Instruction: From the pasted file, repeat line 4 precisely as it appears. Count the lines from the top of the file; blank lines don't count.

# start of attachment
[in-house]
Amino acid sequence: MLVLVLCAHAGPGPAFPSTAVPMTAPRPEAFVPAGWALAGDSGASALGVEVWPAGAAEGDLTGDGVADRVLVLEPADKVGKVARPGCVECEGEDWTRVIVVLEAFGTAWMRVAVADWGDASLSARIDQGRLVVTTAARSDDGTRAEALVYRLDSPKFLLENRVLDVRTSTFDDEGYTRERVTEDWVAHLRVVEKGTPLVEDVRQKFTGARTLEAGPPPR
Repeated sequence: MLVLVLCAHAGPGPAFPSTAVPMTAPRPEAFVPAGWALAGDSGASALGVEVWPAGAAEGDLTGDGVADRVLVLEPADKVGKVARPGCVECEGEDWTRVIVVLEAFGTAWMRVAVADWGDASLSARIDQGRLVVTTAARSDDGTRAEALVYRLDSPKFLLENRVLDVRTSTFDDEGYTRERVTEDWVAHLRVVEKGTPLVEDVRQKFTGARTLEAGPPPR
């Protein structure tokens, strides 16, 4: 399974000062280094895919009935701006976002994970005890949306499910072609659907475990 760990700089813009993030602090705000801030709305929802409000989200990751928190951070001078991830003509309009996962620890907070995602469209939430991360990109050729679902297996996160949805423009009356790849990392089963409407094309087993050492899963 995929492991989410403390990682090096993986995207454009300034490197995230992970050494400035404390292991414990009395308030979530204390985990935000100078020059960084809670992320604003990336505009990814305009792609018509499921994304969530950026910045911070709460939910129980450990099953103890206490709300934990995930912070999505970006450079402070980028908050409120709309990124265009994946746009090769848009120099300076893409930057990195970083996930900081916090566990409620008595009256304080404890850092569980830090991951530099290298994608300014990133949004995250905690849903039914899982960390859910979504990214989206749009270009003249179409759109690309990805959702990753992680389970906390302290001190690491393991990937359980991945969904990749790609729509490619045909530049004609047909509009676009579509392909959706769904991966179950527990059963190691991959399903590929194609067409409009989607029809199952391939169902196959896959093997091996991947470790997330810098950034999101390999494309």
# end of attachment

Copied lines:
């Protein structure tokens, strides 16, 4: 399974000062280094895919009935701006976002994970005890949306499910072609659907475990 760990700089813009993030602090705000801030709305929802409000989200990751928190951070001078991830003509309009996962620890907070995602469209939430991360990109050729679902297996996160949805423009009356790849990392089963409407094309087993050492899963 995929492991989410403390990682090096993986995207454009300034490197995230992970050494400035404390292991414990009395308030979530204390985990935000100078020059960084809670992320604003990336505009990814305009792609018509499921994304969530950026910045911070709460939910129980450990099953103890206490709300934990995930912070999505970006450079402070980028908050409120709309990124265009994946746009090769848009120099300076893409930057990195970083996930900081916090566990409620008595009256304080404890850092569980830090991951530099290298994608300014990133949004995250905690849903039914899982960390859910979504990214989206749009270009003249179409759109690309990805959702990753992680389970906390302290001190690491393991990937359980991945969904990749790609729509490619045909530049004609047909509009676009579509392909959706769904991966179950527990059963190691991959399903590929194609067409409009989607029809199952391939169902196959896959093997091996991947470790997330810098950034999101390999494309």